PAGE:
In Isaiah 53:6 the prophet is speaking for himself and for all of God’s chosen people. He is confessing their faith in the suffering Servant of God. And therefore he declares, “The Lord hath laid upon him the iniquity of us all.” Isaiah had just confessed in the previous verse, “He was wounded for our transgressions, he was bruised for our iniquities: the chastisement of our peace was upon him; (and notice the efficacy of this accomplished work) and with his stripes we are healed.” And then the prophet adds the confession: “All we like sheep have gone astray; we have turned every one to his own way.” Upon which he confidently declares, “And the Lord hath laid on him the iniquity of us all.” The “all” is limited by “us,”, those of Israel who experience the fruit of that accomplished work in their hearts. They “all” without exception know that the burden of their sins is borne away.
We hear that same triumphant confession from the lips of Paul in Rom. 8:32, “He that spared not His own Son, but delivered him up for us all, how shall he not with him freely give us all things?” Do not fail to notice that Paul is perfectly confident that, since God delivered up His own Son, for us, he will also surely give us all the benefits that Christ merited, even the full salvation of life eternal.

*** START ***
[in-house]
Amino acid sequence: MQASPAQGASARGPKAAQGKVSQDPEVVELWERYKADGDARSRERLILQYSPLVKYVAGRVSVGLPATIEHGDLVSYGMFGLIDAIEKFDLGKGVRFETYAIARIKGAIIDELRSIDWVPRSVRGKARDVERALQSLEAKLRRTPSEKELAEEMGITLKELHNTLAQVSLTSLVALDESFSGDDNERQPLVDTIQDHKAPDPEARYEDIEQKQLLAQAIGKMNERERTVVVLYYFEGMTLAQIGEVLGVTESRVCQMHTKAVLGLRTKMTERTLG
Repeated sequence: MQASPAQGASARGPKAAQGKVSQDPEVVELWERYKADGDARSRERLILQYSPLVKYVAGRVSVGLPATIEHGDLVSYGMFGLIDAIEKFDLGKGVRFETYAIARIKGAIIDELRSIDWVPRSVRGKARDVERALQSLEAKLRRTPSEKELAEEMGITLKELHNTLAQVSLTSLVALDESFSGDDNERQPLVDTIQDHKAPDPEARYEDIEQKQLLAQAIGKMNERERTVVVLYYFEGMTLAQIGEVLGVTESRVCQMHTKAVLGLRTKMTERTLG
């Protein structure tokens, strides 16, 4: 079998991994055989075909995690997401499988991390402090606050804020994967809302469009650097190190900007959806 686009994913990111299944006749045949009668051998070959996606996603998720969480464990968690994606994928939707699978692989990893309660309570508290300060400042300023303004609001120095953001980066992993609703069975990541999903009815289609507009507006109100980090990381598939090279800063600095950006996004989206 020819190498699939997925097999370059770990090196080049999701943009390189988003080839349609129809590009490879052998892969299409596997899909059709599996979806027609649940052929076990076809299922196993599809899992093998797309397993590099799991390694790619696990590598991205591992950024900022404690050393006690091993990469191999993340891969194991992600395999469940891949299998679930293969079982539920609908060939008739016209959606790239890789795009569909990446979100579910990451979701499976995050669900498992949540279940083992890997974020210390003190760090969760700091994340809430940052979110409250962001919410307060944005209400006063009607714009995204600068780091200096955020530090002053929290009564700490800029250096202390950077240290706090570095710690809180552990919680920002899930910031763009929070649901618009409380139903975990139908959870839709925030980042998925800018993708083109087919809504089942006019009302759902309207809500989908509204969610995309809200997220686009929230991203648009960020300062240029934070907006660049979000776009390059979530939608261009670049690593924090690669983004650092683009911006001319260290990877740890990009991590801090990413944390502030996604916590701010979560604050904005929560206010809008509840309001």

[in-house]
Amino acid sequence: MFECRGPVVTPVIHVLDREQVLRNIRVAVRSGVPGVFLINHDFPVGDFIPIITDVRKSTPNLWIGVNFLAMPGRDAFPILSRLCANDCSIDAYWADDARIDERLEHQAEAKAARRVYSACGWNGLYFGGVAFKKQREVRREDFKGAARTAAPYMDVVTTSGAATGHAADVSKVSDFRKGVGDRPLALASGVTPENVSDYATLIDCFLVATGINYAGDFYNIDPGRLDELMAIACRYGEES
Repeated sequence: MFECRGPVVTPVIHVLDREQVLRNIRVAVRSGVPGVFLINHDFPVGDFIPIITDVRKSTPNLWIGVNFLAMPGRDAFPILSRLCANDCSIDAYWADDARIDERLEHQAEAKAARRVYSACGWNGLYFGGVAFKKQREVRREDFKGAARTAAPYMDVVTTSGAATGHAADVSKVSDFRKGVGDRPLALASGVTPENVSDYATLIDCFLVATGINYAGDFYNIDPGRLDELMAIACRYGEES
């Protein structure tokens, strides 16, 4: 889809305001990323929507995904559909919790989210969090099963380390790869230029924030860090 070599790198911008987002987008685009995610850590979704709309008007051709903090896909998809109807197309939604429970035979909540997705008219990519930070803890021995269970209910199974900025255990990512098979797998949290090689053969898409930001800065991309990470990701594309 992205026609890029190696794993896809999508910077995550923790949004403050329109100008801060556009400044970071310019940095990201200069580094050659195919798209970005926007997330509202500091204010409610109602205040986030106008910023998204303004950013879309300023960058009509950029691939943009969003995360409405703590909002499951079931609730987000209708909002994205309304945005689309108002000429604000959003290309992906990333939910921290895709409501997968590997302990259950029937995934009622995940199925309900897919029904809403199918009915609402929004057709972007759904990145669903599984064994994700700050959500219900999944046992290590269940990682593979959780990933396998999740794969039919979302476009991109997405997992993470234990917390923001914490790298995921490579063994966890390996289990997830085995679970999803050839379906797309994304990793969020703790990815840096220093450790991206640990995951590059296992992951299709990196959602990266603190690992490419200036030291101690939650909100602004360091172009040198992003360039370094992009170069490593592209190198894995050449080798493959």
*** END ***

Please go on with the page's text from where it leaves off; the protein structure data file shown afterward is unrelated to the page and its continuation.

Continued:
Obviously the same thing is taught in Romans 5:18. “Therefore as by the offence of one judgment came upon all men to condemnation; even so by the righteousness of one the free gift came upon all men unto justification of life.” Here the comparison is made between the legal solidarity of the human race in Adam and the legal solidarity of God’s people in Christ. By the offence of one man all who were included in him came under condemnation. And by the righteousness of Christ all who are in Christ are justified, even without exception.
Therefore when we read in Hebrews 2:9 that Christ tasted death for “every man,” nothing is said in the statement as such just who are included. But it does become evident from the next verse that this “every man” includes every single son of God. Because God’s very purpose in the suffering of Christ was to bring “many sons unto glory.”
Any student of Scripture must see that Christ is always the center of God’s revelation to us. He is the Firstborn among many brethren, who will unite all things in heaven and on earth in Himself in the new creation to the glory of the Father. He fully reconciles all things in heaven and on earth unto God, the wicked excluded.Col. 1:20. And there is no reason why that cannot be preached on the mission field.